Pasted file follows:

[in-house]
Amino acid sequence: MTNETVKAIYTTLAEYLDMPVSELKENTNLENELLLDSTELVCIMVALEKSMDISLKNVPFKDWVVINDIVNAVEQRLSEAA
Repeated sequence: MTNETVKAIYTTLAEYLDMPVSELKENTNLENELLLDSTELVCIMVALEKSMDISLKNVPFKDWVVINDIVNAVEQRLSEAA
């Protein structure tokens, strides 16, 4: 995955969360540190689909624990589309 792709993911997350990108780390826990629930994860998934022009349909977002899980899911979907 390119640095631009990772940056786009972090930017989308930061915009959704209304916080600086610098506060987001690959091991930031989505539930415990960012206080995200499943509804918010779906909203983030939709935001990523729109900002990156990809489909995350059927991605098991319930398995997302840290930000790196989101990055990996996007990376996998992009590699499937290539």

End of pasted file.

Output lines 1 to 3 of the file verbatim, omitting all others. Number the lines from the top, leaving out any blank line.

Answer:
[in-house]
Amino acid sequence: MTNETVKAIYTTLAEYLDMPVSELKENTNLENELLLDSTELVCIMVALEKSMDISLKNVPFKDWVVINDIVNAVEQRLSEAA
Repeated sequence: MTNETVKAIYTTLAEYLDMPVSELKENTNLENELLLDSTELVCIMVALEKSMDISLKNVPFKDWVVINDIVNAVEQRLSEAA